11:36am Wednesday 11 December 2019

Newly Created Registry Provides First Comprehensive Analysis of Type 1 Diabetes Patients in U.S.

Philadelphia, PA – In the most comprehensive analysis of people with type 1 diabetes ever undertaken in the United States, researchers found that most people with type 1 diabetes fail to meet treatment targets, are more often than not overweight or obese as adults, and have difficulty, even under the best of circumstances, reaching target A1C levels as youth, according to data presented at the American Diabetes Association’s 72nd Scientific Sessions®.

Researchers presented findings from five separate analyses, which examined data from the T1D Exchange Clinic Registry – a collection of data from more than 25,000 volunteer participants of all ages from 67 clinics nationwide.

“This is the first time we’ve ever been able to get a really clear picture of how people with type 1 diabetes are faring in the United States,” said Richard M. Bergenstal, MD, executive director of the International Diabetes Center and vice-chair of the T1D Exchange. “The Leona M. and Harry B. Helmsley Charitable Trust have done a remarkable thing by funding the Jaeb Center for Health Research in Tampa, directed by Roy W. Beck, MD, PhD to establish and coordinate this comprehensive registry of patients with type 1 diabetes. The challenge from the Helmsley Trust was to collect common data about living with diabetes, managing diabetes and clinical outcomes being achieved by patients with T1D across the US. Now we finally have large enough numbers of patients collecting common data to know where we are getting it right and where we need to target our efforts for improvement in treatment and care.”

Specifically, the analyses found: Despite advances in diabetes care, most people with type 1 diabetes in the United States still fail to meet treatment targets established by the American Diabetes Association; in fact, a majority of adults with type 1 were overweight or obese with blood glucose levels in the elevated range (A1C averaging from 7.5-8 percent). While older adults (over age 50) had the lowest average A1C of all age groups (7.6 percent), they also had a surprising percentage (14-20 percent per year) of severe hypoglycemia (seizure, coma, ER visit) and in those over age 40, 20-30 percent have diabetes-related complications.

“Obviously, we need to do a better job of helping all people with type 1 reach target treatment goals, address disparities in care among racial groups and investigate why older patients with type 1 are experiencing such a high rate of dangerously low blood glucoses levels (resulting in seizure and coma for instance) as they strive to improve their overall glucose control (A1C levels),” Bergenstal said.

William V. Tamborlane, MD, Chief of Pediatric Diabetes and Endocrinology at Yale University and the other vice-chair of the T1D Exchange, stated that, “even though our targets for glucose control are a bit higher in children than adults, target A1C levels remain difficult for youth with type 1 diabetes to achieve under the best of circumstances, especially during the teenage years.” The A1C average was 8.3% for those under age 12 but 8.7% for those 13-17 years old.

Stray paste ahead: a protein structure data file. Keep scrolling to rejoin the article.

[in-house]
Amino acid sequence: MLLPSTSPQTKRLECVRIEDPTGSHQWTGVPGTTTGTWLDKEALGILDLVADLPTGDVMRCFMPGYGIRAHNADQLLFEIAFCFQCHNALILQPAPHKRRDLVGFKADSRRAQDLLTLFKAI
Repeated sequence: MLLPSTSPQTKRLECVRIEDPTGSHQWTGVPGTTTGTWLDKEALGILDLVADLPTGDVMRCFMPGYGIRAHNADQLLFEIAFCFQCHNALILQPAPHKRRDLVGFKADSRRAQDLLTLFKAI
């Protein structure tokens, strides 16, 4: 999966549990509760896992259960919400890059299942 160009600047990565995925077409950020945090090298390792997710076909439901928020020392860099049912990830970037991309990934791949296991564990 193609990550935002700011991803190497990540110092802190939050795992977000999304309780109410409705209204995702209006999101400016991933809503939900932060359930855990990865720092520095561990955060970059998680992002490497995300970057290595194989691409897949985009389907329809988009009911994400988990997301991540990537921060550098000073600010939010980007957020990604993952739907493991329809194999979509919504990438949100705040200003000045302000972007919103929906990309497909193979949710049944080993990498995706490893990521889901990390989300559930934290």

Researchers also analyzed racial differences in treatment and care, and found that Caucasian patients were more likely to use an insulin pump compared to minorities even when income levels were equivalent and that African Americans had a higher mean A1C compared with Caucasians. Finally, they looked at the predictors for good glucose control in both young people and adults and found several similarities. In both age groups, lower A1C levels were associated with more frequent self-monitoring of blood glucose levels, lower insulin dose requirements (less insulin resistance) and greater use of advanced technologies like an insulin pump and continuous glucose monitoring. In adults, lower A1C levels were also associated with being married and a higher socioeconomic status. Among youth, lower A1C levels were also associated with younger age, being Caucasian, and their parents having a higher income, education and private health insurance.

Tamborlane added, “With over 13,000 children and young adults in the T1D Exchange Registry we are generating so much important information that the Youth Diabetes Interest Group session will focus on the characteristics and future prospects for those who develop T1D as children and will introduce a new online community for people with diabetes called Glu (myglu.org).”  

The Youth Diabetes Interest Group session will be held Sunday, June 10th at 12:30 p.m. in room 113.

Press Conference: Saturday, June 9, 11:30 a.m.


The American Diabetes Association is leading the fight to Stop Diabetes and its deadly consequences and fighting for those affected by diabetes. The Association funds research to prevent, cure and manage diabetes; delivers services to hundreds of communities; provides objective and credible information; and gives voice to those denied their rights because of diabetes. Founded in 1940, our mission is to prevent and cure diabetes and to improve the lives of all people affected by diabetes. For more information please call the American Diabetes Association at 1-800-DIABETES (1-800-342-2383) or visit www.diabetes.org. Information from both these sources is available in English and Spanish.

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